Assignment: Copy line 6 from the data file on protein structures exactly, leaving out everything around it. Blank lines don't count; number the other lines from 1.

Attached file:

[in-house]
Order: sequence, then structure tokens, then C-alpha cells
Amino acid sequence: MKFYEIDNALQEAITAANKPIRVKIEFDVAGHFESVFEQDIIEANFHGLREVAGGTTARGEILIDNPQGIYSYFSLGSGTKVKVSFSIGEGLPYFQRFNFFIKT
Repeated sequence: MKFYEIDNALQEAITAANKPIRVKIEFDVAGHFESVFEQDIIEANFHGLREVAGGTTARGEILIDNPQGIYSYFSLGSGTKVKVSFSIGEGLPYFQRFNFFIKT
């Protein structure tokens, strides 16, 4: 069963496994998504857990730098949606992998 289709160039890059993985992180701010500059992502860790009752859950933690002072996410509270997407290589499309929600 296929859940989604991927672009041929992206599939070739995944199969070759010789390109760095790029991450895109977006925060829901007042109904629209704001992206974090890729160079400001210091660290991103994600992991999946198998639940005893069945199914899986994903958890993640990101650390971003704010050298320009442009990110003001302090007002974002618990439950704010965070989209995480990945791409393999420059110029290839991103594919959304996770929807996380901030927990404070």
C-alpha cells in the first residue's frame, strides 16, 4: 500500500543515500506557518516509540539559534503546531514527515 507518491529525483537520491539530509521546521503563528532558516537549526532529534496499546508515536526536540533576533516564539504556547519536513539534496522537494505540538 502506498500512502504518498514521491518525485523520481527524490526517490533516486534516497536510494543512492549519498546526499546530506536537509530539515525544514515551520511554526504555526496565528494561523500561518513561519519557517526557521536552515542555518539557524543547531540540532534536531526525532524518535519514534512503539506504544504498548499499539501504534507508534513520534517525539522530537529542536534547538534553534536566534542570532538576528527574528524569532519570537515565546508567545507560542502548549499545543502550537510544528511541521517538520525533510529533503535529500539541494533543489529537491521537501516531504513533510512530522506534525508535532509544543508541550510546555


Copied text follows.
C-alpha cells in the first residue's frame, strides 16, 4: 500500500543515500506557518516509540539559534503546531514527515 507518491529525483537520491539530509521546521503563528532558516537549526532529534496499546508515536526536540533576533516564539504556547519536513539534496522537494505540538 502506498500512502504518498514521491518525485523520481527524490526517490533516486534516497536510494543512492549519498546526499546530506536537509530539515525544514515551520511554526504555526496565528494561523500561518513561519519557517526557521536552515542555518539557524543547531540540532534536531526525532524518535519514534512503539506504544504498548499499539501504534507508534513520534517525539522530537529542536534547538534553534536566534542570532538576528527574528524569532519570537515565546508567545507560542502548549499545543502550537510544528511541521517538520525533510529533503535529500539541494533543489529537491521537501516531504513533510512530522506534525508535532509544543508541550510546555